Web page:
• January 28, 2015

Wall Street Crisis Will Affect Demands on the Nonprofit World -- and Its Work Force, Experts Say

The crisis on Wall Street – and the likelihood that billions in federal money will be spent soothing it – portend an era when government will need to turn more eagerly than ever to nonprofit organizations to serve social needs, said experts speaking Monday at a conference here on the state of the nonprofit work force.

The federal government is “going to have to find more efficient ways to do more,” said Paul Schmitz, president of Public Allies, a group with headquarters in Milwaukee that prepares young people for nonprofit jobs.

Lawmakers need to be educated about the role the nonprofit world can play in furthering their goals for society, he said. “This is a place when they can move things quickly, get them on the ground working.”

Charities also need government as much as government needs them, said another speaker, Lester M. Salamon, director of the Center for Civil Society Studies at the Johns Hopkins Institute for Policy Studies, in Baltimore.

“The primary fiscal relationship in the sector is with government,” Mr. Salamon said. “The idea that you can run this sector purely on philanthropy is a myth.”

Much of the talk at the conference focused on a continuing puzzle for nonprofit employers: How to attract and keep younger workers. Mr. Schmitz pointed out that many college students and recent graduates lack basic knowledge of the nonprofit world — such as average nonprofit incomes, and what sorts of jobs are available.

“We often get stuck playing inside baseball,” he told nonprofit personnel executives attending the meeting. “We forget what it was like when were younger, before we knew the sector existed.”

Student-Loan Debts

Academic debt is a major stumbling block for young people who wish to take nonprofit jobs, said and Paul C. Light, a professor of public service at New York University , who urged nonprofit employers to do more to help ease this burden for workers, as government agencies have done.

“It’s always an eye-opener when you realize that your organization is behind the federal government in doing something,” he said.

Heather McLeod Grant, co-author of Forces for Good: The Six Practices of High-Impact Nonprofits, urged nonprofit employers to pay as much attention to salaries at the lower reaches of the organizational hierarchy as they do to the senior ranks.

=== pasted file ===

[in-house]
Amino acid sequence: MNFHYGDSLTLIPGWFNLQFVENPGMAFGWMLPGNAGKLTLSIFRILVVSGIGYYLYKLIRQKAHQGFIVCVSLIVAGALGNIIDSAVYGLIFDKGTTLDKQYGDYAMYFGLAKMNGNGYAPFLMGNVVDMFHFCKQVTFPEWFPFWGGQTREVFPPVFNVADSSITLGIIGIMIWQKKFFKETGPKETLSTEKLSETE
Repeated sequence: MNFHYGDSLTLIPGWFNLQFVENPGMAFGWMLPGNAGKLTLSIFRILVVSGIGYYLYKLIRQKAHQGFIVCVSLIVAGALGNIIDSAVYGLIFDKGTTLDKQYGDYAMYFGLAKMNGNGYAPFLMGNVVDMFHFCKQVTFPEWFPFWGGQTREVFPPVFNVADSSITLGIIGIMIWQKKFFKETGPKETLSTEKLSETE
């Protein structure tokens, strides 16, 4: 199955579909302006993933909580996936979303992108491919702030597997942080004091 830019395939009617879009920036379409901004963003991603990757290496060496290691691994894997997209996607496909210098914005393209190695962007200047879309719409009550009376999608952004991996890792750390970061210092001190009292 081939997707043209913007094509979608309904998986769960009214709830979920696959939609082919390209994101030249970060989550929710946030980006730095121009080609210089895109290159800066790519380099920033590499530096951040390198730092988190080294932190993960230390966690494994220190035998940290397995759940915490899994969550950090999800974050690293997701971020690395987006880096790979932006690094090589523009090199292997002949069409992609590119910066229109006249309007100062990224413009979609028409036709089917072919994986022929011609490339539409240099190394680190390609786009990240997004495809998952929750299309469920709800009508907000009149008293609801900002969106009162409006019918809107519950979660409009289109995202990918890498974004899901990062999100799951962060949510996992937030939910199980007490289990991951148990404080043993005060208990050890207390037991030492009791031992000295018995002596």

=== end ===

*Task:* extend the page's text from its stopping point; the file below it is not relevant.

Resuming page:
“Compensation really matters,” she said.

She also suggested that groups take no- or low-cost steps, such as creating peer networks, mentoring opportunities, and flexible work hours, to help alleviate burnout at all levels of an organization.

Promoting Diversity

Speakers agreed that nonprofit employers in general need to commit more fully to diversity in building their staffs. Mr. Salamon said his studies of nonprofit groups have found that only one-third of organizations have put processes in place to attract job candidates who are minorities.

“Nonprofits have to be much more intentional about recruiting,” he said. “Nonprofits tend to hire as opposed to recruit, whereas the business community is out there aggressively recruiting.” He cited focusing efforts on colleges with a high minority enrollment as one way to step up diversity recruiting.

Mr. Schmitz, who serves as chairman of the Nonprofit Sector Workforce Coalition, a group of more than 70 charities and foundations, mentioned the coalition’s plans to create a “Guidestar-like” Web site that will gather data from nonprofit employers on their diversity practices and staff makeup, and rate their success on measures of diversity.

Stephen Bauer, director of the Initiative for Nonprofit Sector Careers and Management Institute, at American Humanics, in Kansas City, Mo., who is helping to shepherd the coalition’s project, said in an interview that it is still in the planning stages. Currently, he says, the organizers are poring over the results of a survey sent to nonprofit organizations to gauge obstacles to their participation.

The survey, he says, found that some organizations were unsure of the legality of revealing the gender, ethnicity, or race of its staff members, while others that had affiliates would need to develop a means of gathering such information from all their branches.

And, he notes, “Frankly, I think some of them are embarrassed at the [lack of] diversity of their staffs.”

The panel was part of a conference on human-resources issues sponsored by Nonprofit HR Solutions, a consulting company in Washington.

Heather Joslyn

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